I still get dizzy and want to throw up after chocolate that I had. To be honest I've tried them before, but in Cambodia and even though you could taste weed in it, it did not have any major effect over me. On my last night at 4000 Islands I also had one. And that one was a killer. It must have been stuffed with opium or mushrooms maybe, cause I practically did not know what's going on. I barely made it home, where when I lay in bed I felt like Alice in Wonderland. Worlds has been joining and separating, stripes, lines, dots, checks. Interfering, separating, running through each other. Nightmare.
When I got up in the morning I've thought it's better, I had my breakfast, made it to Champasak. But there again, the only thing that I was able to do was go to bed at 4 p.m. and sleep till the next morning until I was woken up to go for sightseeing of Wat Phu. Khmer temple (Angkor Wat like) dating between 6th and 12th centuries. No idea how I've survived that, bearing in mind that I barely had any food the day before, small baguette for breakfast today, I was still weak and my stomach was still sick. But I've made it and even made it to Pakse, where I checked in to Sabaidy 2 GH, I had some food and went to bed again. I was as unsocial as unsocial anyone can be. If you know me, than you know that it's completely opposite my normal attitude, so I must have been feeling really bad. But good amount of sleep again made it and on the third day I was pretty much ok, except my stomach that is still sick and not very keen on digesting, I think, so it still hurts. So I did some walking in Pakse and spend most of the time on the internet and reading. Something that I did not do since ages. And you might think that during traveling you have time for reading ;-)
On the fourth day I was almost good, only during the day stomach was sometimes strange, but finally in the evening I got my appetite back. Probably after whole day sightseeing of Bolaven Plateau.
First we saw Tad Fane - waterfall, next tea plantation - where we were presented with how green and oolong tea are made (or other way round?), than coffee plantation (now I know how to recognise Arabica from Robusta. To be honest I was told that in Dalat already, but I forgot) and Yuang Waterfall and Alak village (where they practice Animism and Shamnism) and Katu village (where owner of the GH where I stay with some help from people who I met in Sapa and who recommended me this GH built a school. She is Polish and he's Belgian and they met Mr Vong - who runs this place and speaks some polish as he studied in Poland - 5 years ago and he ask them if they would like to get involved into building a school and library and they've helped to gather some founds).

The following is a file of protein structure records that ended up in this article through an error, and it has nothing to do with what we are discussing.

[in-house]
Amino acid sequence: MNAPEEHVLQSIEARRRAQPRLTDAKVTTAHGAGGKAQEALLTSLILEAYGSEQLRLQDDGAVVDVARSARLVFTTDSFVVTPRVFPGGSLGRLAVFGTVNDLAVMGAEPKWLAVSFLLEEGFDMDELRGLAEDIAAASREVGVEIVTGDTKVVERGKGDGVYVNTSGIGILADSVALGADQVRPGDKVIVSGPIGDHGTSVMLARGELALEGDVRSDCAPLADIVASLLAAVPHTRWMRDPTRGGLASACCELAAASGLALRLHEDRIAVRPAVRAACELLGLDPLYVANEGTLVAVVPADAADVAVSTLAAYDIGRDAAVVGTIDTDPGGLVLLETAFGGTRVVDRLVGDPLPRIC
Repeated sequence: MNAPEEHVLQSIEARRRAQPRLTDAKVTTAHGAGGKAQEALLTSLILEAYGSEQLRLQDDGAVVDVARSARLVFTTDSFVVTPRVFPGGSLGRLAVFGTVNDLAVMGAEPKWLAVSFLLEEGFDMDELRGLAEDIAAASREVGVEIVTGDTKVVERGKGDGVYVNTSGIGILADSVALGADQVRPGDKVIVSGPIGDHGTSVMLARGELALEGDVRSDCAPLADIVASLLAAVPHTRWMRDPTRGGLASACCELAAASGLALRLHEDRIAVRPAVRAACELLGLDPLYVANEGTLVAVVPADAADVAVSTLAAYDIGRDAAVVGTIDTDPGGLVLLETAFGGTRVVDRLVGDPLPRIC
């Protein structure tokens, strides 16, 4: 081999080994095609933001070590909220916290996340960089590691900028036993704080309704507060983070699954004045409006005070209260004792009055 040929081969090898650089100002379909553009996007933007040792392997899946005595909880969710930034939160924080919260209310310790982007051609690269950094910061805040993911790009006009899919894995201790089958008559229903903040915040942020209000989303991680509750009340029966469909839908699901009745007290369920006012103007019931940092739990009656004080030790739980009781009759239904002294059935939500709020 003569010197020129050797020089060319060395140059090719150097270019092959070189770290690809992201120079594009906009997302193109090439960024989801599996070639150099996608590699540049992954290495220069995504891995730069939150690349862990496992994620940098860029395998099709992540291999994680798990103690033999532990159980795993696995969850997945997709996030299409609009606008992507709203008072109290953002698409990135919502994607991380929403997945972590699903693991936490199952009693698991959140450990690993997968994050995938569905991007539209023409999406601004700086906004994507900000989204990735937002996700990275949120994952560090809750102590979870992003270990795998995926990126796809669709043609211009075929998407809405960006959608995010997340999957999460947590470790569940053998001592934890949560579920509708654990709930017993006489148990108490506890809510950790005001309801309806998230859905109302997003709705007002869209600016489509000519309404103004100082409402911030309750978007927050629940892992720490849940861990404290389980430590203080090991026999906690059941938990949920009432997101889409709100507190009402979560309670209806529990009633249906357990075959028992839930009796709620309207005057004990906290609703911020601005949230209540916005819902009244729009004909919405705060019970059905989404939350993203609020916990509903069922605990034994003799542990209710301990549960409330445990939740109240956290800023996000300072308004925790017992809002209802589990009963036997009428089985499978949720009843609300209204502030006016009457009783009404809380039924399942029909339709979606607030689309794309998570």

In Katu I took insane amount of photos of kids. Is my photography talent revealing right now?
|Wat Phu - can you spot the similarity between it and Angkor Wat?|
|Wat Phu - view from the top of the complex|
|Wat Phu - Elephant rock|
|The most ugly temple I've seen so far. Pakse|
|Tea bush. To make tea, only leaves from the top of the tree are picked and depending on the process green or oolong (red) or black tea can be made.|
|Coffee trees. Arabica coffee has small trees with big beans. Robusta's trees are big and beans are small. They are also processed differently. Robusa is first dried and next pelled. Arabica is first pelled and next dried.|
|Drying robusta coffee beans|
|Robusta coffee ghost|
|Waterfall number 2|
|Alak village. They believe in animal spirits, and prolly in the soap operas living (see satellite dishes, officially there is no power in those villages, but still everyone has TV set, satellite dish and power generator)|
|Rooster - coffee guard|
|School kids in Katu - villae where school and library were build partially from the founds gathered by the couple that I met in Sapa|
|School building build with the money gathered in Poland, Belgium, France, Germany and Lao|
|Is she copying homework from her mate?|
|Chcesz fangę w nos?|
|My favourite pic. Femme fatale.|
|Ready, set, go|
|In Katu kids smoke water pipe together with their parents. They even hold it for them. I had a draw as well.|